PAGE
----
When going after large fish in a lake, it is best to use strong, sturdy rods. The food in a lake is plentiful and rich, so expect to see fish weighing upwards of twelve pounds each. Lake fish (of the same species) can be many times bigger than those found in ponds and streams.
It is a known fact that Bass are smarter then many other types of fish. They are going to try to do whatever it takes to rid themselves of that hook, so it is best to be prepared. To keep your catch on the hook, the best thing a fisherman can do is keep the fish in the water. Hold your rod with the tip pointed down, angled towards the water. Bring the fish this way as close to shore as possible, then onto dry land. Once on dry land, it will be easier to concentrate on getting the hook out of the fish’s mouth. The same principle works with boats as well. As soon as you can, scoop him in the net, and bring the fish out of the water and on to the boat.
Before you release your bass, take a look inside of its mouth. Often, while fighting a lure in its jaw - a fish will try and throw up the contents of its stomach. By looking at this, you might be able to determine what food the fish are actively eating, and then choose a lure that will duplicate that.
When using light lines or small hooks, make sure that you use a quality reel - one with a smooth drag system to protect again sudden surges by a fighting bass.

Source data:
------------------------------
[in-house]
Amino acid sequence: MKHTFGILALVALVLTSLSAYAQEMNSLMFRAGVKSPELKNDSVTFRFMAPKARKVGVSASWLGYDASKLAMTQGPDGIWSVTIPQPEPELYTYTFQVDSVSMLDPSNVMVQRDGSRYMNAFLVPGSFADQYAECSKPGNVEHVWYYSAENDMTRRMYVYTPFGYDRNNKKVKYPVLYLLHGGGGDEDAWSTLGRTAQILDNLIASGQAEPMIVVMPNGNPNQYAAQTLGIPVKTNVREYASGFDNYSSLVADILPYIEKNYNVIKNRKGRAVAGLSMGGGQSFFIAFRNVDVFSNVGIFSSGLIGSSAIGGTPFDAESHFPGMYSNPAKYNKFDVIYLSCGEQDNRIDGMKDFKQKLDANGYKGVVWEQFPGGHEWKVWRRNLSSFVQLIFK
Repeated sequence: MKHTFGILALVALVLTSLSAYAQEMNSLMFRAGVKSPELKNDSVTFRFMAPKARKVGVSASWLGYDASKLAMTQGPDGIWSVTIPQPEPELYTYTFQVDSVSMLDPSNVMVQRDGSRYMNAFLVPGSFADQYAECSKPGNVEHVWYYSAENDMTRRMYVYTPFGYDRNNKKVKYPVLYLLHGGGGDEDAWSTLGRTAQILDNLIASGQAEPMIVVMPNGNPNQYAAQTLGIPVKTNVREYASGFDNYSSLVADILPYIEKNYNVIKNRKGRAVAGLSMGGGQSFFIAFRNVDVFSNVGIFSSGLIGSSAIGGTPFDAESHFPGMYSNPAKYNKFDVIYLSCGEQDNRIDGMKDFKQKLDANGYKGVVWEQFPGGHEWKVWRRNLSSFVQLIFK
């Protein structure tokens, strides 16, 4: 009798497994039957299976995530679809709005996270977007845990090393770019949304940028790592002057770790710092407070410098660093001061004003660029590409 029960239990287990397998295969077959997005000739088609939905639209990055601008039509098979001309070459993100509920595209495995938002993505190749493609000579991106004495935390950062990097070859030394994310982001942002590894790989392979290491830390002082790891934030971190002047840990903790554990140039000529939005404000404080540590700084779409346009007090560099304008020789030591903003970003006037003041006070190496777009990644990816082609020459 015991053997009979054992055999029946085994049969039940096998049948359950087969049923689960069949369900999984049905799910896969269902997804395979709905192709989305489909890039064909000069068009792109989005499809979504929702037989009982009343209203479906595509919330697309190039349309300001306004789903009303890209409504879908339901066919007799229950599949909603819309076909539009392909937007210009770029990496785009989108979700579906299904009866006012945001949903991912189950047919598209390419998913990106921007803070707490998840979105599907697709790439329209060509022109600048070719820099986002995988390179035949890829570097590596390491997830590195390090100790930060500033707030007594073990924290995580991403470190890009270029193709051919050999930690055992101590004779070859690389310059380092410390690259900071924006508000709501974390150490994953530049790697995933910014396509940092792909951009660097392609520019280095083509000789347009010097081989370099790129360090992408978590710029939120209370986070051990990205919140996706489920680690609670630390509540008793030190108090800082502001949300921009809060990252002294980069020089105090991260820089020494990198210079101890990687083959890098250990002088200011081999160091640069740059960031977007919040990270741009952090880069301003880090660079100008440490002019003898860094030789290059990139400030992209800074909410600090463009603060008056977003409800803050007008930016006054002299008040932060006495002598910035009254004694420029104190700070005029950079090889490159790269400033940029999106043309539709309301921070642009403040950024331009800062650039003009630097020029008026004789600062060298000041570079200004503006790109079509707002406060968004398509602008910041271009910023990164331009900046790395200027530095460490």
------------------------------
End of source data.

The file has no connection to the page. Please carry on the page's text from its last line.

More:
On a regular basis, check your line right above the lure. Rocks, gravel, stumps, and other obstructions can quickly fray your line.
FISHING TIPS - CASTING
Cast past your target when this is possible. This will help land the lure on the water with as little noise as possible.
If it is windy, put tension on the line right before the lure touches down on the surface. What this does is straighten out the line and help prevent loose, excess line on the water.
Lower the lure just a few inches below the rod tip before you cast. What this does is give extra momentum for the cast.
Never overfill your spool. Ideally, you should fill the spool to an eighth of an inch of the edge of the spool.
High-speed and high-altitude streams are ideal for trout fishing.
It is important to fish near the rapids or as close to the rapids as possible. This will yield the best results.
As with other forms of fishing, patience is the key to success. Do not make much noise, as the fish can easily react to any sort of disturbance near the surface.
Keep your reel well-oiled in advance. This will make things easier when it matters most.
If it is necessary, make sure you pursue all the needed fishing permits (which vary based on your geographical location) before you head out.
As trite as it might seem, your clothing matters in river and stream situations. Not just loud colors such as bright red, but even a plain white, will stand out and the fish will be able to see you. Not standing out will always work in your favor, a simple brown or grey t-shirt, and drab clothes in general, will work to your advantage.
Like Bass, Trout are a very intelligent species of fish. As obvious as this may be, it is important that whichever bait you choose needs to be presented in the most natural way as possible.